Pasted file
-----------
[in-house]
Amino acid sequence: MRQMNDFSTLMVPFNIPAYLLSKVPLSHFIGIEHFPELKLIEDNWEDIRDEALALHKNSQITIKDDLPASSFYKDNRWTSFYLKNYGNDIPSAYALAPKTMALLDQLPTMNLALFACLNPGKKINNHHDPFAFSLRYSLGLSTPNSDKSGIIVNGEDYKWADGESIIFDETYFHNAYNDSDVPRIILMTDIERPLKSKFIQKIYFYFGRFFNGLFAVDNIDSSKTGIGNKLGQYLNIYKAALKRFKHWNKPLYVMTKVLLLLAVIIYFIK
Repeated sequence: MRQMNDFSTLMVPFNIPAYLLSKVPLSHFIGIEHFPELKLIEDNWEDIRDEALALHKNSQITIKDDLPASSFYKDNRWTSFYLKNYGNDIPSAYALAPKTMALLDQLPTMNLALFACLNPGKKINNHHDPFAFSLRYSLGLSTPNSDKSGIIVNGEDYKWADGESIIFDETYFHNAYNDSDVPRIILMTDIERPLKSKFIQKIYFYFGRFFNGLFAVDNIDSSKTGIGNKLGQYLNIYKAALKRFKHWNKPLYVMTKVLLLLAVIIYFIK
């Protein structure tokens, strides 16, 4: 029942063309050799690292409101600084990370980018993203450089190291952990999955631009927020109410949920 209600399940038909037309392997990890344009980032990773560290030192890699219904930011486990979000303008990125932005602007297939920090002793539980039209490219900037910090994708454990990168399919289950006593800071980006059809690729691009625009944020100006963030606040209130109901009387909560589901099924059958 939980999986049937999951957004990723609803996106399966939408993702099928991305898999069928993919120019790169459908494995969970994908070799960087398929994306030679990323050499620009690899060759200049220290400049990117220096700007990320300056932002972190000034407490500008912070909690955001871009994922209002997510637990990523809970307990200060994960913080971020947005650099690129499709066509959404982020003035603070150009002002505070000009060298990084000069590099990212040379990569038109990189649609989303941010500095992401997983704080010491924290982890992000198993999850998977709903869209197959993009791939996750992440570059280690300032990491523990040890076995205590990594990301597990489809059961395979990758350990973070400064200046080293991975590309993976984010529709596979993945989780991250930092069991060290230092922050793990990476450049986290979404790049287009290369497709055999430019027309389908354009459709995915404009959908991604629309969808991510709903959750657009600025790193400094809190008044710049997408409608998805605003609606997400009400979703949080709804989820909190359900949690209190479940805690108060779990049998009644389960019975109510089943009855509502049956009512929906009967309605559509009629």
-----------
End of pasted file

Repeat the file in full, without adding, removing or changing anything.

[in-house]
Amino acid sequence: MRQMNDFSTLMVPFNIPAYLLSKVPLSHFIGIEHFPELKLIEDNWEDIRDEALALHKNSQITIKDDLPASSFYKDNRWTSFYLKNYGNDIPSAYALAPKTMALLDQLPTMNLALFACLNPGKKINNHHDPFAFSLRYSLGLSTPNSDKSGIIVNGEDYKWADGESIIFDETYFHNAYNDSDVPRIILMTDIERPLKSKFIQKIYFYFGRFFNGLFAVDNIDSSKTGIGNKLGQYLNIYKAALKRFKHWNKPLYVMTKVLLLLAVIIYFIK
Repeated sequence: MRQMNDFSTLMVPFNIPAYLLSKVPLSHFIGIEHFPELKLIEDNWEDIRDEALALHKNSQITIKDDLPASSFYKDNRWTSFYLKNYGNDIPSAYALAPKTMALLDQLPTMNLALFACLNPGKKINNHHDPFAFSLRYSLGLSTPNSDKSGIIVNGEDYKWADGESIIFDETYFHNAYNDSDVPRIILMTDIERPLKSKFIQKIYFYFGRFFNGLFAVDNIDSSKTGIGNKLGQYLNIYKAALKRFKHWNKPLYVMTKVLLLLAVIIYFIK
């Protein structure tokens, strides 16, 4: 029942063309050799690292409101600084990370980018993203450089190291952990999955631009927020109410949920 209600399940038909037309392997990890344009980032990773560290030192890699219904930011486990979000303008990125932005602007297939920090002793539980039209490219900037910090994708454990990168399919289950006593800071980006059809690729691009625009944020100006963030606040209130109901009387909560589901099924059958 939980999986049937999951957004990723609803996106399966939408993702099928991305898999069928993919120019790169459908494995969970994908070799960087398929994306030679990323050499620009690899060759200049220290400049990117220096700007990320300056932002972190000034407490500008912070909690955001871009994922209002997510637990990523809970307990200060994960913080971020947005650099690129499709066509959404982020003035603070150009002002505070000009060298990084000069590099990212040379990569038109990189649609989303941010500095992401997983704080010491924290982890992000198993999850998977709903869209197959993009791939996750992440570059280690300032990491523990040890076995205590990594990301597990489809059961395979990758350990973070400064200046080293991975590309993976984010529709596979993945989780991250930092069991060290230092922050793990990476450049986290979404790049287009290369497709055999430019027309389908354009459709995915404009959908991604629309969808991510709903959750657009600025790193400094809190008044710049997408409608998805605003609606997400009400979703949080709804989820909190359900949690209190479940805690108060779990049998009644389960019975109510089943009855509502049956009512929906009967309605559509009629």